Reason in an age of AIDS

Arts - November 19th, 2010
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by Owen Schaefer

Peter Piot, the UNAIDS program executive director, once wrote that “Art and AIDS have been inextricably linked throughout the epidemic’s quarter of a century history. Art has conveyed what words alone cannot.”

But art is linked to AIDS not only through some altruistic need to express the inexpressible, but by the fact that many artists have lost loved ones or their own lives to the disease. The Tokyo Metropolitan Museum of Photography’s current show, “Love’s Body — Art in the age of AIDS,” is a hard-hitting reminder of this.
The show features works by eight international artists and broadens the museum’s perspective in terms of medium by including paintings, scattered sculptures and a ready-made object. Many of the artists are not only photographers but known equally as well, or better, in other disciplines. As AIDS doesn’t discriminate who it selects, it’s appropriate that the show doesn’t either.

Going clockwise through the exhibition, one first encounters the ceiling-high image of a large bearded man nestling a pink new-born baby on his chest. What you learn is that the baby is the daughter of AA Bronson’s partner, Mark Jan Krayenhoff de Leur, and thus the child of four different parents, two men and two women. It is an image of love, and one that challenges the preconceptions of the viewer. At the same time, the image’s origins are in death: Years earlier, Bronson took a deathbed photo of his friend and collaborator Felix Partz in much the same position. He regards the newer version as a photo of life, balancing the photo chronicling death. It is the perfect place to begin and end a circular show that explores the very same questions of death, life, prejudice and love.

Australian artist William Yang provides the most documentary work of the show — a painful photo diary of a friend and lover slowly, and then rapidly, declining. Continuing this painful thread are the dark and lonely images of French author and photographer, Hervé Guibert; the influential portraits of Peter Hujar; a set of paintings and a ready-made by Cuban artist Felix Gonzalez-Torres; and the angry paintings and photos of David  Wojnarowicz, who railed against the gay-bashing that thwarted attempts to deal with the issue of AIDS.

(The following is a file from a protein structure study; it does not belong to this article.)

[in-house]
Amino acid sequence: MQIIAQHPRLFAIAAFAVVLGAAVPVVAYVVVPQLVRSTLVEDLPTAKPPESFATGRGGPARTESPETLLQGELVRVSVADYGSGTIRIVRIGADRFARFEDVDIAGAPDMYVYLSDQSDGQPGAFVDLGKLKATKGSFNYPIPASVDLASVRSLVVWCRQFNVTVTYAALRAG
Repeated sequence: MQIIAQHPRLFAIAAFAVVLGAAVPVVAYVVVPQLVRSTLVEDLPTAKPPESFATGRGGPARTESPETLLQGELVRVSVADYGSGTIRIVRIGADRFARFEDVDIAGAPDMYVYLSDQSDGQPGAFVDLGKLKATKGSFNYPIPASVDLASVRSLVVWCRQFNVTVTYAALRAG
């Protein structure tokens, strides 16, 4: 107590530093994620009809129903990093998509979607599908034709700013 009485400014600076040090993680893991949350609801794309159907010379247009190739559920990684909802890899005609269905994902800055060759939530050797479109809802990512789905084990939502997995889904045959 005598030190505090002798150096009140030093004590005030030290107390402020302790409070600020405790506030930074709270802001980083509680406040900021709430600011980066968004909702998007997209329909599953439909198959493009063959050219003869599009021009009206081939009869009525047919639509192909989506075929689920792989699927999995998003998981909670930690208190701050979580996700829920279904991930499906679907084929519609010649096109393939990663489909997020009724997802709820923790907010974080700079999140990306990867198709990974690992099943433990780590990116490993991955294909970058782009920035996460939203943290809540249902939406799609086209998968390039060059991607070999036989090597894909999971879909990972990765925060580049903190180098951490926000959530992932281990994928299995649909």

Indian-born Canadian photographer Sunil Gupta brings a sense of hope back into the show. When Gupta took on the project of photographing gay men in Delhi in 1986, he was forced to take images of people with their faces hidden. The social stigma was so strong and the gay community so thin, that it could only be a documentary of hidden lives. But when Gupta  returned to the idea 20 years later, he found the situation very changed. While the community was still subdued, his subjects were willing to show their faces. (In 2009, the colonial law criminalizing homosexuality was struck down.)

The show’s sole Japanese artist also takes a positive, albeit curiously subversive, approach to the subject. Akira the Hustler, aka Cho Yukio, is not showing photographs at all, but instead gives us a number of ceramic sculptures of same-sex couples linked by red string — referencing the myth of lovers being tied together by destiny in the form of a red string. In one of the sculptures, the string is no longer string, but blood on their clasped hands, but the couple seem happy and smiling regardless. Then, in a slightly cloying video in which the phrase “The world is filled with love” is repeated again and again, there is a remark to the effect that sometimes a virus comes along with love. In both sculpture and video, Akira the Hustler ties the disease up inextricably with love, forcing the viewer to accept that both may come together.

As a subtitle, “Art in the age of AIDS” is an considered one. Although the panic may have faded, society is still very much in the “age of AIDS,” and, in a country like Japan where the number of AIDS-related deaths remains thankfully low, the issue has been far too easy to ignore.

Exhibition: ”Love’s Body — Art in the age of AIDS”
(till Dec. 5)
Venue: Tokyo Metropolitan Museum of Photography (Ebisu Station)
Hours: 10 noon–6 pm (till 8 pm Thu. & Fri.; closed Mon.)
Admission: ¥800
More info: www.syabi.com or call (03) 3280-0099